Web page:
by Mark Halpern
ISBN: 1-58790-089-0
300 pages • paperback • Pre-Publication price: $24.95

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Language and Human Nature shows how faults in language usage, far from being merely irritants to pedants and esthetes, are often both causes and effects of serious public problems, and explores the strange role that linguistics plays in this turbulent scene. It argues that language change is very different from what linguists suppose, and in doing this it takes issue with Orwell on the rules of good writing, with Chomsky on why children pick up language quickly, with H. P. Lovecraft on the origin of Cthulhu, and with all who speak of linguistic laws, and claim that linguistics is or can be a science.

Mark Halpern is a freelance editor, onetime software designer and programmer, onetime soldier, onetime college instructor in English. He has degrees from City College of New York and Columbia University in English Language & Literature; he’s written a book and several articles on computer programming; and he writes, these days, principally on the topic of the inter-relations among linguistics, language usage, and politics.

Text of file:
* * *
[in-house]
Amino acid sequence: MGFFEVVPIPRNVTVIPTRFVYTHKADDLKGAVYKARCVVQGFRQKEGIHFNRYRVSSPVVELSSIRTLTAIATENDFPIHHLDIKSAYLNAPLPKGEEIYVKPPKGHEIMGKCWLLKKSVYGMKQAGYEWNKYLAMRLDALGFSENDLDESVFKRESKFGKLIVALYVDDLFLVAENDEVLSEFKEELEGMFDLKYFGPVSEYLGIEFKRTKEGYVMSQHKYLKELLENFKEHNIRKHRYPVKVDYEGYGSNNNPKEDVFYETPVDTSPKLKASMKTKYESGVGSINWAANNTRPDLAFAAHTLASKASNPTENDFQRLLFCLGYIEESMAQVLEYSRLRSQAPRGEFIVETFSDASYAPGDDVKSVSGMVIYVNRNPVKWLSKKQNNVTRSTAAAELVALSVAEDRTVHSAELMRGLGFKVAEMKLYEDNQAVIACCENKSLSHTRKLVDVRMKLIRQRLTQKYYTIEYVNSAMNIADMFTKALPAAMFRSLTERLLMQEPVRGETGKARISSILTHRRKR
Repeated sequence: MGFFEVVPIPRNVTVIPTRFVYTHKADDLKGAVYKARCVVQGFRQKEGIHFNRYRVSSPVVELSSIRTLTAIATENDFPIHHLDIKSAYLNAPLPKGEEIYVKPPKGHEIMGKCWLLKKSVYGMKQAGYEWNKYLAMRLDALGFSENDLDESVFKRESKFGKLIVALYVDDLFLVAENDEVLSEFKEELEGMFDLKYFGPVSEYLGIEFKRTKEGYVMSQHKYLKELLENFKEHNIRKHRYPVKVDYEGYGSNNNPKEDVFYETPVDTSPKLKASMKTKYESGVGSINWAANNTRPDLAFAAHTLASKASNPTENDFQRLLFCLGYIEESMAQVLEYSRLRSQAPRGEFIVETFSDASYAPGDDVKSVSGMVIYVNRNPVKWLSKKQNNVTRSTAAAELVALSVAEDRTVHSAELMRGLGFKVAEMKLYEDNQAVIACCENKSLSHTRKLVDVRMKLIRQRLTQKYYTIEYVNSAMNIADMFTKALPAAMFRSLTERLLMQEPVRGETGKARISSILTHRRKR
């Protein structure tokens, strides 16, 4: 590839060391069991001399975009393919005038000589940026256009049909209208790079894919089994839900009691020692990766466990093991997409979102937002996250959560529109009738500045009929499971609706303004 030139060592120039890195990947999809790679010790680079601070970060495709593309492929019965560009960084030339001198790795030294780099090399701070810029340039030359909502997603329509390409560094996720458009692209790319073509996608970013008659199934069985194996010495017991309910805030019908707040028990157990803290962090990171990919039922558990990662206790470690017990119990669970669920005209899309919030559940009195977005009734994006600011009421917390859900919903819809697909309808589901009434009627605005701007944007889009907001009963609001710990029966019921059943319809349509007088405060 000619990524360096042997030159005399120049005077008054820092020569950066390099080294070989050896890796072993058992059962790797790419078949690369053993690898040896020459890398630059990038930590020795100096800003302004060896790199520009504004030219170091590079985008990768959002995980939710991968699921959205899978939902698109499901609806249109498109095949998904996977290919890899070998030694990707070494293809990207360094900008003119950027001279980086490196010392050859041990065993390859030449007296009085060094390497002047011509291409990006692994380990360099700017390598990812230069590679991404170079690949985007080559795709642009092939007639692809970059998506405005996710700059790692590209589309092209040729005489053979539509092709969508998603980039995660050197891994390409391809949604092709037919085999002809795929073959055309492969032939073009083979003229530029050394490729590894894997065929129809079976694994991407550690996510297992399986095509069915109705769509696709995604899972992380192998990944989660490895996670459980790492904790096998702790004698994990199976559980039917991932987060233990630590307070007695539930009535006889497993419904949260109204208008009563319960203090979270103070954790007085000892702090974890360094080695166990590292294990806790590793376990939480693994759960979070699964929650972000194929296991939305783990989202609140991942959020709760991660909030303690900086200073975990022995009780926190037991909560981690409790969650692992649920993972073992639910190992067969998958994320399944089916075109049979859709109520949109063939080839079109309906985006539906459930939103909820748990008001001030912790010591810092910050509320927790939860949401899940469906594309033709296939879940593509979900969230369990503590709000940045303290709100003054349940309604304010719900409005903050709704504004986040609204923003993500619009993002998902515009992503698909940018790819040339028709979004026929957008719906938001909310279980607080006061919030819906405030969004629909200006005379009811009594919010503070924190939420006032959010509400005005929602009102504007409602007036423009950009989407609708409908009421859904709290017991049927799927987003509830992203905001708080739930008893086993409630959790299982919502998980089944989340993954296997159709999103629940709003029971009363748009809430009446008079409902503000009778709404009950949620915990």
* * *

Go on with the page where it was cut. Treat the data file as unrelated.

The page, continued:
"If I had to pick three adjectives to describe Language and Human Nature, they would be: iconoclastic, gutsy and deliciously provocative. (Okay, I threw in an adverb.) Read it and think."
-- William Safire, "On Language" columnist for the New York Times.

"The present book is, to the best of my knowledge, the first thorough discussion of the pros and cons of this debate [between prescriptivists and descriptivists]."
--Jacques Barzun, author of From Dawn to Decadence and many other books on education, American culture, and language usage.

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